Water Fluxes and Residence Times
Interest in the exchange ofnonliving materials and organisms between estuarine ecosystems and the sea was initiated by the first quantitative metabolic studies on the high productivity of marsh dominated estuaries. These studies were first synthesized in simple energy budgets that were found to explain less than 50% of the productivity of estuarine ecosystems. Investigators speculated that the unaccounted-for energy must be exported from the estuarine ecosystem by tidal currents. This idea led to the 'outwelling hypothesis' that states that estuarine ecosystems produce much more organic material than can be utilized or stored by the system and that the excess is exported to the coastal ocean where it supports near coastal ocean productivity. While the energy budget or mass balance approach is a cheaper and quicker method of determining the direction of material fluxes, in recent years the direct measurement of material fluxes is favored because this approach provides statistically meaningful results.
Another aspect to the fluxes of materials in estuarine systems is the time the water mass remains in the system or residence time (also known as flushing time or turnover time). Residence time can provide essential information to resource managers on the retention and dispersal of toxins, the incubation of invasive species, and the carrying capacity of a system for benthic suspension feeders (Figure 4). Recent studies on the physics and geomorphology of water in estuarine tidal channels suggest that the residence time of water may vary greatly from place to place within some estuaries. Such variations have been used to explain growth variations in bivalves in different locations within the same estuary. Traditional estimates of an estuarine system's residence time can be computed from measurements of system volume, tidal prism, and water input to the system. The advent of fast computers and numerical models, however, now allows for much more modeling of these systems with the potential for more sophisticated spatial and temporal management strategies.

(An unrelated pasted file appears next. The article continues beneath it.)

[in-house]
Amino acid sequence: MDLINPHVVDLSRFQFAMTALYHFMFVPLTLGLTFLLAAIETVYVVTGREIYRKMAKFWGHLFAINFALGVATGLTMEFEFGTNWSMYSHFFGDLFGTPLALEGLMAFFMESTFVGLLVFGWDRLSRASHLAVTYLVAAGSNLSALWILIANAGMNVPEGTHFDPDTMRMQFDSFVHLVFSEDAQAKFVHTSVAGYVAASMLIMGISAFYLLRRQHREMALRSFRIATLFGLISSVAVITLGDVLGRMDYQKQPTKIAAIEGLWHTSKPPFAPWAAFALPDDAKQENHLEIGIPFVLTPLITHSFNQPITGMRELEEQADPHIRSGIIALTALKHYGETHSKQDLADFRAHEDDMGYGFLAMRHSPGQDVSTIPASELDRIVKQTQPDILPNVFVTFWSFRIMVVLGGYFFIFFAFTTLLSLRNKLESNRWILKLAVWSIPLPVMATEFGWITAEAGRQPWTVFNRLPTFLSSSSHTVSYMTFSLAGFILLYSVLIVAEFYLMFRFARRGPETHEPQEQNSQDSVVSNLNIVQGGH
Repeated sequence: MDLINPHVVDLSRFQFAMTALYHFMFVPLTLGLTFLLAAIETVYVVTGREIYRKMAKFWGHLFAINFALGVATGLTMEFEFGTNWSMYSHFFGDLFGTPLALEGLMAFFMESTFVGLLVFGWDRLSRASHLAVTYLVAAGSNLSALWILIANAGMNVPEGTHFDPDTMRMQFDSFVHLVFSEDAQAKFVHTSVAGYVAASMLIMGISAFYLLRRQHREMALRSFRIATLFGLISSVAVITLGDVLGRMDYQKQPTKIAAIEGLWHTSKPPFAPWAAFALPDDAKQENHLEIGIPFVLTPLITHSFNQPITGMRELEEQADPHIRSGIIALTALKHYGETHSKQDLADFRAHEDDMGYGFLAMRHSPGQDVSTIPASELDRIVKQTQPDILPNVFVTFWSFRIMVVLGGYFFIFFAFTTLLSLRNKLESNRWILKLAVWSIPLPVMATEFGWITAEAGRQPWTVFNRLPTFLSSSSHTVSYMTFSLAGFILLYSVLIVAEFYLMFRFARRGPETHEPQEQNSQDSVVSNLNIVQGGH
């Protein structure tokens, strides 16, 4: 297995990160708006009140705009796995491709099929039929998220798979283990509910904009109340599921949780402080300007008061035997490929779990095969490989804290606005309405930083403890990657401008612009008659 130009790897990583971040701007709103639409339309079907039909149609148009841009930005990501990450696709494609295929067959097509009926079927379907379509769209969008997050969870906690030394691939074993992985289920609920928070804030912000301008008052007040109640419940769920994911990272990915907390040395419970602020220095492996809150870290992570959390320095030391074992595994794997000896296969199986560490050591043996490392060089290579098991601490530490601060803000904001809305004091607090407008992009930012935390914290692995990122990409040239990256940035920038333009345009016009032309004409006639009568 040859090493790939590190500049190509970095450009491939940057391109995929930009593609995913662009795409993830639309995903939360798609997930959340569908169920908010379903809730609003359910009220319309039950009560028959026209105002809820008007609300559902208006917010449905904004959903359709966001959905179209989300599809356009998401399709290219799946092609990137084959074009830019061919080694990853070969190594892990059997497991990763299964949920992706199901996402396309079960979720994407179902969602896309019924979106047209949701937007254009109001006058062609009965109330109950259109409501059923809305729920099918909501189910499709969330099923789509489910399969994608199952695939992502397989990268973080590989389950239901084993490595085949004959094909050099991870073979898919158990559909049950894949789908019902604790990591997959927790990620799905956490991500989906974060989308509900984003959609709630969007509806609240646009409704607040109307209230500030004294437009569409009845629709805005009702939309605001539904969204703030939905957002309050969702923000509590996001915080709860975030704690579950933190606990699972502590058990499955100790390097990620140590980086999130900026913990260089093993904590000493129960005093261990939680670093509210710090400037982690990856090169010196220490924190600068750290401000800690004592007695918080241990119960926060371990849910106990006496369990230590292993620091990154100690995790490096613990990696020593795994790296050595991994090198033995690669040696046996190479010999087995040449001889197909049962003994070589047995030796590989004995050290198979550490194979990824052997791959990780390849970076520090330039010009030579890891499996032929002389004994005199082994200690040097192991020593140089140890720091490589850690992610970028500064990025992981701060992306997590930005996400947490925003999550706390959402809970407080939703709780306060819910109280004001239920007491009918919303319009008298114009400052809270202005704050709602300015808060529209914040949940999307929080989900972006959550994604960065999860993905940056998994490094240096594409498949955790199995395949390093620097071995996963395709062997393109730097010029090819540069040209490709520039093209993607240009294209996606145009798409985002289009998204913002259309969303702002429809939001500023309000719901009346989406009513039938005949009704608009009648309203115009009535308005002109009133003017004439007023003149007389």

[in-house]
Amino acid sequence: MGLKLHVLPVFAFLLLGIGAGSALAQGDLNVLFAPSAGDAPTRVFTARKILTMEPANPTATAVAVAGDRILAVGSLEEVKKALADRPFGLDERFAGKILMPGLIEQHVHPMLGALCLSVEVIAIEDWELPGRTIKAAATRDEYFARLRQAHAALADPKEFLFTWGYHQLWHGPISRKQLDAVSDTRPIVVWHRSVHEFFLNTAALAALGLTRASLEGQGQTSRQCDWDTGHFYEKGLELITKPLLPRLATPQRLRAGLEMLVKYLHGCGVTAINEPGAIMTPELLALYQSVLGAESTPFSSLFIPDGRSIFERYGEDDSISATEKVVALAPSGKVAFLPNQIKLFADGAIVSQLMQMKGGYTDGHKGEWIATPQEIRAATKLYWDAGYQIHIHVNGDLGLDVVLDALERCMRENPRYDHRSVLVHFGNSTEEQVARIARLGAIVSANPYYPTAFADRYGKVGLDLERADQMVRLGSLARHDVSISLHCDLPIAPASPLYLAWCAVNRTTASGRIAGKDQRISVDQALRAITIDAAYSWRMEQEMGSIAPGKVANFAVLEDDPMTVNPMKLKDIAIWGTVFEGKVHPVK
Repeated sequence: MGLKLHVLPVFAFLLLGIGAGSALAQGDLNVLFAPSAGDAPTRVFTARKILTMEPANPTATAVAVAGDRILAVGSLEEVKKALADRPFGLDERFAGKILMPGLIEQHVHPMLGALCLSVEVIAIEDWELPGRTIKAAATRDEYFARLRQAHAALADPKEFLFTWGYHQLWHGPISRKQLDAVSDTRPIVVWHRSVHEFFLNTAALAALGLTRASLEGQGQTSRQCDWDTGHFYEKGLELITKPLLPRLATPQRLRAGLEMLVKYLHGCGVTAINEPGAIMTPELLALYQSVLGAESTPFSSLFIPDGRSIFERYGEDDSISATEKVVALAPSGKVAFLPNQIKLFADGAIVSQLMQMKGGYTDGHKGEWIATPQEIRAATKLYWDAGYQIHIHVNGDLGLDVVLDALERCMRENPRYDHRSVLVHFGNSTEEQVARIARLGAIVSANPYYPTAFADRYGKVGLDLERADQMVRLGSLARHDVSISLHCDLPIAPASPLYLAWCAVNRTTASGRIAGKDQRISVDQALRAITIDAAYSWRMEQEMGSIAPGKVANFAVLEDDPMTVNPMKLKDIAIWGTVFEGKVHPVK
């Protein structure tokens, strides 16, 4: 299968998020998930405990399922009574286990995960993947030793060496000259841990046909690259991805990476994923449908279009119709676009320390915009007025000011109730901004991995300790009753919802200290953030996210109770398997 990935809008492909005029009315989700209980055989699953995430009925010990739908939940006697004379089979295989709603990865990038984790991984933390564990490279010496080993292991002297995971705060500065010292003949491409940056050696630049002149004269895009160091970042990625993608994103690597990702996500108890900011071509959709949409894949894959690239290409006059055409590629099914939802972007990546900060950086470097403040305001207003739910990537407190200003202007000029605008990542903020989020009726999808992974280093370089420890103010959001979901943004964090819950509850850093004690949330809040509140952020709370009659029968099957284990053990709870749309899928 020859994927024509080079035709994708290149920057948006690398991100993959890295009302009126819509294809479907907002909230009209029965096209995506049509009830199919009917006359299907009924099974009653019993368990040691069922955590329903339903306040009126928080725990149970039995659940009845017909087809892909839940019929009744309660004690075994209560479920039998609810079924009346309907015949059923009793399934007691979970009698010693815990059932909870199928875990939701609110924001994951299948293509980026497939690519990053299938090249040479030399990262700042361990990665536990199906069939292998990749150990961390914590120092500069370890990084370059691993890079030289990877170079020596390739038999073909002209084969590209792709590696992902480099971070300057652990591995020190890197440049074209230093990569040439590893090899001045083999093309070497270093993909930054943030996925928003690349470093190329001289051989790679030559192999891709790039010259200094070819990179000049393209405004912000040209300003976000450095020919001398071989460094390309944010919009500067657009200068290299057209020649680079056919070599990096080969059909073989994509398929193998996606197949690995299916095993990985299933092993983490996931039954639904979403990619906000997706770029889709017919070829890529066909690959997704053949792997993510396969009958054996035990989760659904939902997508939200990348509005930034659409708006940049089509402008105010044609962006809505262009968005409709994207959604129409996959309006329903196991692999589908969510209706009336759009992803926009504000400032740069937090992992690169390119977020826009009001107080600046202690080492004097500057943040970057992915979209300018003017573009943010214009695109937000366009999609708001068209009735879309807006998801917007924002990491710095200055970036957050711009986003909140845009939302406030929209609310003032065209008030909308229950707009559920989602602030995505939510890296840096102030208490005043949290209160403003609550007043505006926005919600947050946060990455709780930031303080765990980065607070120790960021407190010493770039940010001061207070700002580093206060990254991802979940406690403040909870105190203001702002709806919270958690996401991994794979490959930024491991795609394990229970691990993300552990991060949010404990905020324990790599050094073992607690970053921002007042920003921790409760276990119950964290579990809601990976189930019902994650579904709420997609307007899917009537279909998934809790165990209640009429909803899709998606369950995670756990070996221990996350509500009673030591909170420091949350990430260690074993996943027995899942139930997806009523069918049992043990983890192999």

In riverine systems, river flow is the main physical cause of material and organismic transport from estuaries to the sea. Each of these systems are a unique and changing feature on the present landscape because rising sea level is drowning their basins and sediments are gradually filling their channels. For example in Chesapeake Bay, 35% of the particulate nitrogen and most of the phosphorus is buried in the sediments of the bay. Of the nitrogen in the bay water column, 31% was exported to the sea and 8.9% was removed from the system as commercial fish harvest. In general, the nutrients transported and exported by riverine estuaries are thought to be a significant source for generating new organic production in the coastal ocean. As many of these systems have dams or have them proposed, managers must take into account the direct and indirect effects of these structures on recreational and coastal fisheries.
In bar-built estuaries, tides are usually the major source of energy for the transport of materials into and out of the estuary. If the fastest currents are on the flooding tides, then the system tends to import suspended particulate material. In contrast, if ebbing tides have the fastest currents, then the system usually exports suspended particulate materials. The Wadden Sea of Northern Europe is a flood-dominated system and North Inlet in South Carolina is an ebb-dominated system.
In shallow, high-insolation, low-precipitation, warm systems, evaporation can dictate the direction of transport. This is the case in some small tropical systems where water loss due to evaporation is replaced by the influx of water and nutrients from the adjacent sea.
In addition to inanimate materials, the larval and adult stages of many organisms are exchanged between the estuary and the sea. Some organisms may be passively carried by estuarine currents while others may actively swim or take advantage of the direction of tidal flows to move across the estuary-ocean interface.